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Vet Gazette

Oregon State University College of Veterinary Medicine eNewsletter

Students Get Great Hands-On Experience In Honduras

September 29th, 2016
Third year student Fred Hisaw makes friends with a Roaton native on his service trip to Honduras.

Third year student Fred Hisaw learns about the local Capuchin monkeys on his service trip to Honduras.

Roatan is a stunningly beautiful island off the coast of Honduras. It’s a popular tourist destination, but most of the local population lives in poverty, and the island has a serious stray dog problem. In September, John Maddigan and Dr. Sheri Morris, owners of Willamette Valley Animal Hospital (WVAH), led a service trip to Roatan that included five OSU students and three WVAH staff.

The need for veterinary care in Roatan is so great, the team treated their first patient in the airport parking lot, a dog with Cushings Disease. The airport is a major hang-out spot for Roatan’s large population of stray dogs because kind-hearted tourists feed them there. This was a surprise for OSU student Fred Hisaw (Class of 2018). “As touristy as Roatan is, I had thought that the animals (at least in the tourist-rich areas) would be relatively well cared for, with few strays.”

Local pets also lack veterinary care. On the first night in their accommodations, the Oregon team heard a dog crying and upon investigation, discovered a dog in a neighbor’s garage that had been suffering for days with an extremely painful ear condition. WVAH staff performed a thorough ear cleaning and applied medication and antibiotics. Maddigan messaged: “The owner has since reported our patient hasn’t cried out once. We are treating him daily and hope to have his condition resolved before we depart; so far, so good.”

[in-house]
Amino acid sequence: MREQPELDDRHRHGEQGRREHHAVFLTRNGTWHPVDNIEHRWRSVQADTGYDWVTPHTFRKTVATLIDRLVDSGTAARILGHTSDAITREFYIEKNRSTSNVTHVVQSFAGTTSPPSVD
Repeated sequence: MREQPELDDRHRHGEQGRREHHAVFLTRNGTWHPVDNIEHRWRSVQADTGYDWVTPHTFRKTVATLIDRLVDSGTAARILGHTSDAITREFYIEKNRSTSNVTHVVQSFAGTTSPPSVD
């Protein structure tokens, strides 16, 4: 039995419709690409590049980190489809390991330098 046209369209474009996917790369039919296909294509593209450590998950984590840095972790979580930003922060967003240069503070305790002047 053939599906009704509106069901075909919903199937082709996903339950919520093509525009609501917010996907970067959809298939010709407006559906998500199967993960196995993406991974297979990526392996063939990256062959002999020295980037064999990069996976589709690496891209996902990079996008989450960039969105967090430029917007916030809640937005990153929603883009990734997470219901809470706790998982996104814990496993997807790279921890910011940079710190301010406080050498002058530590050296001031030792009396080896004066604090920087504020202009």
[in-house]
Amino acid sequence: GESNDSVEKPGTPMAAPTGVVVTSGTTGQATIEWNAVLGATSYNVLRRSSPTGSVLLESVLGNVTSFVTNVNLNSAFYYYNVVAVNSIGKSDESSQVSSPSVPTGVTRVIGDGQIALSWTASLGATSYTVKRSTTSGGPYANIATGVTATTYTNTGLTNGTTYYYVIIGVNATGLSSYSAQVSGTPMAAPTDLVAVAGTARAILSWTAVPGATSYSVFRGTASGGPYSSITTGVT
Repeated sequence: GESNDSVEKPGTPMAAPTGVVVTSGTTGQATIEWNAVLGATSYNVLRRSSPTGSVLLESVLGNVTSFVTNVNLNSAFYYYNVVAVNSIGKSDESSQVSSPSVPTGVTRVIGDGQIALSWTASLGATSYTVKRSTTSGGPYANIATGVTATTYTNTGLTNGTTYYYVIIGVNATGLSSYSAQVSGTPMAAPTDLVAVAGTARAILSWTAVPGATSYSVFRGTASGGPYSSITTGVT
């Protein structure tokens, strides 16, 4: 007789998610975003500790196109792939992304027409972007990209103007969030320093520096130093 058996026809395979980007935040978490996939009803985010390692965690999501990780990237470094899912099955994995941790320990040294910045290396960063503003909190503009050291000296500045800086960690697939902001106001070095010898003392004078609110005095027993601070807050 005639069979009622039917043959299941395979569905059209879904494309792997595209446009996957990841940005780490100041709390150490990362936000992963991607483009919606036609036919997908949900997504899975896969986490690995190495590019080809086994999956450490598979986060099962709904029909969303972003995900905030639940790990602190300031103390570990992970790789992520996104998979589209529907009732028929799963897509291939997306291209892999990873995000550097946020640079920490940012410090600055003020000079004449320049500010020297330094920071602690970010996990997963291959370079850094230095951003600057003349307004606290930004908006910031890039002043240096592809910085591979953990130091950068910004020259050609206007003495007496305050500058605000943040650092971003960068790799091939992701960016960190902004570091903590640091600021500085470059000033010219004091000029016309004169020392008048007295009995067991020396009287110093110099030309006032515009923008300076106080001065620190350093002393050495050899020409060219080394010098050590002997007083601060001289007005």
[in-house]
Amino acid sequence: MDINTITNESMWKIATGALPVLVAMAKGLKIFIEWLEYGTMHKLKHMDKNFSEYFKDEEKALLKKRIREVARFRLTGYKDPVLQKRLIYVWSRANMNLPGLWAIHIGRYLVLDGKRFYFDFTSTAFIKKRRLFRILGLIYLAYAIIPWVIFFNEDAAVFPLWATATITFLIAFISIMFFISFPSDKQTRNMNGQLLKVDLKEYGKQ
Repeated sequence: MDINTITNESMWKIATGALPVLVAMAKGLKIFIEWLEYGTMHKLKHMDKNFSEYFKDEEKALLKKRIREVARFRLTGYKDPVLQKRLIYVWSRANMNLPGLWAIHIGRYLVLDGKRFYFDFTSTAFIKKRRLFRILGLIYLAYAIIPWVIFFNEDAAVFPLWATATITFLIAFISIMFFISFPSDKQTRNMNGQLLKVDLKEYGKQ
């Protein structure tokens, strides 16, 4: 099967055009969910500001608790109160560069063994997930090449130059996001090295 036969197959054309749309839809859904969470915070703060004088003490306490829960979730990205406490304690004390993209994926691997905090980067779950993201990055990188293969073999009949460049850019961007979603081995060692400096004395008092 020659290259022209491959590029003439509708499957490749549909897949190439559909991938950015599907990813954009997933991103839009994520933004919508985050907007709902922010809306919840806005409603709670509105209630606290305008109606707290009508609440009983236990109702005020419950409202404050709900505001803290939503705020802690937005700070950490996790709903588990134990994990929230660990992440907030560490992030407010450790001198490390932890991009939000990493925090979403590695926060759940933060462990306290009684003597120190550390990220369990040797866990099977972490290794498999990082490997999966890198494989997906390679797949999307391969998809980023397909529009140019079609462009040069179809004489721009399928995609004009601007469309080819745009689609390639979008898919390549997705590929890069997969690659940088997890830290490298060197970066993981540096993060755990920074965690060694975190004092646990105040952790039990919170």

Dr. Sheri Morris worked in a makeshift surgery with assistance from OSU students.

Dr. Sheri Morris worked in a makeshift surgery with assistance from OSU students.

Day one in the clinic included nine surgeries, ten medicine cases, many vaccinations, and a ton of flea and tick treatments. It was all good experience for Hisaw. “This trip helped me to fine-tune my physical exam skills as every animal that came in got a thorough exam.  There were also numerous opportunities to scrub in and help with surgeries, as either primary or assistant surgeon (depending on skill levels).

Maddigan worked with a local volunteer to set up the clinic. “It was a very engaging and educational experience for us all and really drives home the point that, together, we have the opportunity to create pet health and wellness in more than just our own home town,” he said.





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